“MEN, it has been well said, think in herds; it will be seen that they go mad in herds, while they only recover their senses slowly, one by one,” a Scottish journalist wrote in the 19th century. In modern-day South Asia, we have witnessed the insanity of the herd, time and again, whenever it rears its ugly head. In the most recent instance, a 16-year-old child, accused of stealing, was beaten to death by a mob in Karachi’s Bahadurabad neighbourhood. He was stripped off his clothes and had his entire ordeal filmed on camera. This was not the first episode of its kind, and it is unlikely to be the last either. Who can forget the public killing in 2010 of two young brothers, Mughees and Muneeb, lynched on the streets of Sialkot with the police urging on the mob, while a crowd of spectators watched? Or the lynching of a Christian couple, Shama and Shehzad, accused of blasphemy by rabid villagers in Kot Radha Kishan, in 2014? Or the murder of Mashal Khan — a bright, young man full of promise — by his fellow students at Mardan University in 2017?
When face to face with an enraged mass, individuals stand little chance of survival, let alone of getting justice. The names and locations of the victims may change, but what all these incidents point to is the brutalisation of society and a seething anger and frustration in the public psyche exacerbated by the steady erosion of its faith in the state’s justice system. But that is no excuse for the violence perpetrated by the collective against vulnerable others, and that too on the mere basis of accusation. Perpetrators of this recent act of violence in Karachi have been booked under the Anti-Terrorism Act, which some argue is not the appropriate definition for the crime. Nevertheless, those who take the law into their own hands to brutalise others deserve harsh punishment to make it clear there is no place for mob ‘justice’ in civilised societies.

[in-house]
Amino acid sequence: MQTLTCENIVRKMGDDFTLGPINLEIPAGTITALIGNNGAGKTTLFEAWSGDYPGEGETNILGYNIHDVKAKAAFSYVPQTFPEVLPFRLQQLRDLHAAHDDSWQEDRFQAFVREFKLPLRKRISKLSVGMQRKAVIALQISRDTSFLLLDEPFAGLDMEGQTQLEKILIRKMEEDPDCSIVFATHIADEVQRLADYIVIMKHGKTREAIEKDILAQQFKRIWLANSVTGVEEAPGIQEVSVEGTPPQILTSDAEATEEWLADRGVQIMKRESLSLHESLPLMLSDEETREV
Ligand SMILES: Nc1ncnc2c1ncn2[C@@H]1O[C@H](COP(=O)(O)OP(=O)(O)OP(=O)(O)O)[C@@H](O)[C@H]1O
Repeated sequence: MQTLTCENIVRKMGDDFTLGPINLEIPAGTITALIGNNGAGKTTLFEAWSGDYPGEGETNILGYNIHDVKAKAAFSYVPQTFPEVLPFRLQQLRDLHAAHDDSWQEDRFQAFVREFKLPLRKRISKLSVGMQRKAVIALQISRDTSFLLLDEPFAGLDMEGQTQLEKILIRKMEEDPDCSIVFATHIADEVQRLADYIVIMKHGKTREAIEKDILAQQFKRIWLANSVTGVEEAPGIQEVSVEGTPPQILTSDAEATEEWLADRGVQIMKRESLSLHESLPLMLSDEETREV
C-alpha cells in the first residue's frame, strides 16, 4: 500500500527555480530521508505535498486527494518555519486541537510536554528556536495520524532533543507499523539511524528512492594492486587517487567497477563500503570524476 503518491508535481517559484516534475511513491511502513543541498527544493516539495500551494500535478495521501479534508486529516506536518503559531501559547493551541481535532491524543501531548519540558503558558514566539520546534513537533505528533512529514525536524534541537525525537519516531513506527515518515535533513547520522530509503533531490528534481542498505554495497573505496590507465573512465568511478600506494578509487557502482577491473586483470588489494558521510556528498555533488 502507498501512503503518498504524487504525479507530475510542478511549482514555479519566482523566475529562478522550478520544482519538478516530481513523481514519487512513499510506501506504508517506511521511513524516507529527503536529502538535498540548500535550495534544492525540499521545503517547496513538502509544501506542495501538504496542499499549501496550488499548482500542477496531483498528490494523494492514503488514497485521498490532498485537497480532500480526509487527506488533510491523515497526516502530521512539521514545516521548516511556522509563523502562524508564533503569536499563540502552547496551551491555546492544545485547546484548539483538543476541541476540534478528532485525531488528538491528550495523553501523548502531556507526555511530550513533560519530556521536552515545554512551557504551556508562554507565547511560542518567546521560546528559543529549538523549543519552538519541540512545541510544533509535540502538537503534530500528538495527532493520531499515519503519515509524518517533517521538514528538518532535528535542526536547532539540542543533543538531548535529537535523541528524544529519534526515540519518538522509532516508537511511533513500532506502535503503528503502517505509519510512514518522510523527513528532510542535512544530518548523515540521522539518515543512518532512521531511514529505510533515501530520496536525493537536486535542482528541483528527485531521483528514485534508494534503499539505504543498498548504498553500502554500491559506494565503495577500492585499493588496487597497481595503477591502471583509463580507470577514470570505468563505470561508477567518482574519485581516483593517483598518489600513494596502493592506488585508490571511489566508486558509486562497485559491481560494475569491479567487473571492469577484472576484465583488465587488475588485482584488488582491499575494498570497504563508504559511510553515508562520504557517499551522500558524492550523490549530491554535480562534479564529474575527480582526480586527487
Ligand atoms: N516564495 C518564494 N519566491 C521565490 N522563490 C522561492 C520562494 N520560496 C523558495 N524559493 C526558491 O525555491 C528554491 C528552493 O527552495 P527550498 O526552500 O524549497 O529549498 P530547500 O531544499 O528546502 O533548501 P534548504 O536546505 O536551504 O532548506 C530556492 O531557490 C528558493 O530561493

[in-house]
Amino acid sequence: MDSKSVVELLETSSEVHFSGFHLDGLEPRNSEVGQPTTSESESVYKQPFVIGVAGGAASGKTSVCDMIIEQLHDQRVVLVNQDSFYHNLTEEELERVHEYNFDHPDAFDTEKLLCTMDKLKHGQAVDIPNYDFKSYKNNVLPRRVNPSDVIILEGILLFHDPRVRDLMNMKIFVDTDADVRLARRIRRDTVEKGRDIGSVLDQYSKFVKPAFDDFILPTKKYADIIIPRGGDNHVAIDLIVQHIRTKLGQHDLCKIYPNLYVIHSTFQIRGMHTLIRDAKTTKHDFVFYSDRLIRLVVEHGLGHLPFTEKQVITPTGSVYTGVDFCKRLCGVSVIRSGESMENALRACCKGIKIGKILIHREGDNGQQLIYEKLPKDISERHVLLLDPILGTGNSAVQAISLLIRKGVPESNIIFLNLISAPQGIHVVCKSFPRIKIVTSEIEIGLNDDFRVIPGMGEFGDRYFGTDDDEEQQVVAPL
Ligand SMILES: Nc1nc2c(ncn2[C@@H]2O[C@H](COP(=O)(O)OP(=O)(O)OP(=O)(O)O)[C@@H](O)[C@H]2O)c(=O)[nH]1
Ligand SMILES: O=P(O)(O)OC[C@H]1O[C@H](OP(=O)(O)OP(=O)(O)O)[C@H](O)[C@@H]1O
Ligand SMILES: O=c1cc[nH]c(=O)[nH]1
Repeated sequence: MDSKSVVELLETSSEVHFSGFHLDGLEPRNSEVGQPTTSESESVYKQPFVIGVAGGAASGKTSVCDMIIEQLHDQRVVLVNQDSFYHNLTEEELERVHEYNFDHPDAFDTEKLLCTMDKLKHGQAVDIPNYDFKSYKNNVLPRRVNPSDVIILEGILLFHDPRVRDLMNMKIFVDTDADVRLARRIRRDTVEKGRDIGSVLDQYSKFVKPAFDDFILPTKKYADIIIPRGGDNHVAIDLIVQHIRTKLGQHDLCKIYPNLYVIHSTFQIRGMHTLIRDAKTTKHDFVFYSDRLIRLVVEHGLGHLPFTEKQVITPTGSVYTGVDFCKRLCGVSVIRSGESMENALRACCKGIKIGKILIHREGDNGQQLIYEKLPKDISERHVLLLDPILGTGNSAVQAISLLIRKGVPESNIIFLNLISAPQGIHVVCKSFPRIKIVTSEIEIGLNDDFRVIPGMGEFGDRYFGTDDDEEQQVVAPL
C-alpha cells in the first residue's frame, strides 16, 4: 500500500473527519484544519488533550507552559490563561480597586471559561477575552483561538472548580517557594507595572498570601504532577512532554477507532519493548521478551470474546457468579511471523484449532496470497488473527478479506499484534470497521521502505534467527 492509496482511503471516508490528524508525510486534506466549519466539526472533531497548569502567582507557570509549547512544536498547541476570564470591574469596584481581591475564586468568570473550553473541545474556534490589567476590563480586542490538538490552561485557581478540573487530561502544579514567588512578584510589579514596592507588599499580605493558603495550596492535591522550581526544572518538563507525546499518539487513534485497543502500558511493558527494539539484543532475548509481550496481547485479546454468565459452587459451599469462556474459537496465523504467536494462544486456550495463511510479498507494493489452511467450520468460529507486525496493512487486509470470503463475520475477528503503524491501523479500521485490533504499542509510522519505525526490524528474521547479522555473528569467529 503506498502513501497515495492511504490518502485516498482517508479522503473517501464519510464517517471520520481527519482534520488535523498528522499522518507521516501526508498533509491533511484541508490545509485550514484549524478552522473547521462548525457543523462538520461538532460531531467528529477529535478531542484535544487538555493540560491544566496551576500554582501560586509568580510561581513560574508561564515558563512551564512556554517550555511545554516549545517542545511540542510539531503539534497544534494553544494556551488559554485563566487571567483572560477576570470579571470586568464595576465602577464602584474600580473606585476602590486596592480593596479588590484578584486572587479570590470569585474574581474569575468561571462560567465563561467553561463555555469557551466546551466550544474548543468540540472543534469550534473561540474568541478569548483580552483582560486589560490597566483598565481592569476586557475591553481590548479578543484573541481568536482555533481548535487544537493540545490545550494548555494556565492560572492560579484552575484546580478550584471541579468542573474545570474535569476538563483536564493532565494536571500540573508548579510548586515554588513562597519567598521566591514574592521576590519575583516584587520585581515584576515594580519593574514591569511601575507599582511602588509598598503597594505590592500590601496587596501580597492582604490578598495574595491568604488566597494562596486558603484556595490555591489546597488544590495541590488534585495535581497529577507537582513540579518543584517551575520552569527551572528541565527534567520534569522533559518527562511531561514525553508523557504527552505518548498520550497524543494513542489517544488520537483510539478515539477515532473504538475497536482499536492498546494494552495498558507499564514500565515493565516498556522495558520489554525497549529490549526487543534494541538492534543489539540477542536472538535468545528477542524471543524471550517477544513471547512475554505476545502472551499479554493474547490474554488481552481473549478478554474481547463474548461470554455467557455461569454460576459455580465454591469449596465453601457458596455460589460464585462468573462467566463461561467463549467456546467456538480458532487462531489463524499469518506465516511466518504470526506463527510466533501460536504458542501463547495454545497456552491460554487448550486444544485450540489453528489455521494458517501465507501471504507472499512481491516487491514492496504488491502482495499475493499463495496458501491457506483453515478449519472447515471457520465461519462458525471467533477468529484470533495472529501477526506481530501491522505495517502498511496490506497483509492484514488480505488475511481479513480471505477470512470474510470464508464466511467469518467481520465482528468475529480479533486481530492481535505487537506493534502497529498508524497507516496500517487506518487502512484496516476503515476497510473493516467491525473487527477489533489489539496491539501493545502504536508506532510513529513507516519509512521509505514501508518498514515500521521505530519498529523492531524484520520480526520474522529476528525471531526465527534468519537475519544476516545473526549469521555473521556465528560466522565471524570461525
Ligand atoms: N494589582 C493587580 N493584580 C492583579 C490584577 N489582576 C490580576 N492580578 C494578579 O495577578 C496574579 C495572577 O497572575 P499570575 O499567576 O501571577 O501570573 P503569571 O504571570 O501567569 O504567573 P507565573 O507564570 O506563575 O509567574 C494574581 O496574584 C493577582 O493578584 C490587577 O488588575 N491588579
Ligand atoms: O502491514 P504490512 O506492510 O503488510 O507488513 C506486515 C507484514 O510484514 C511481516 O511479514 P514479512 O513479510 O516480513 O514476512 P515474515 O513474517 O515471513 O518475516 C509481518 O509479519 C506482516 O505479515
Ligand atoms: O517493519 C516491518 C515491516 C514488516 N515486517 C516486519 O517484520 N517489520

Published in Dawn, August 20th, 2019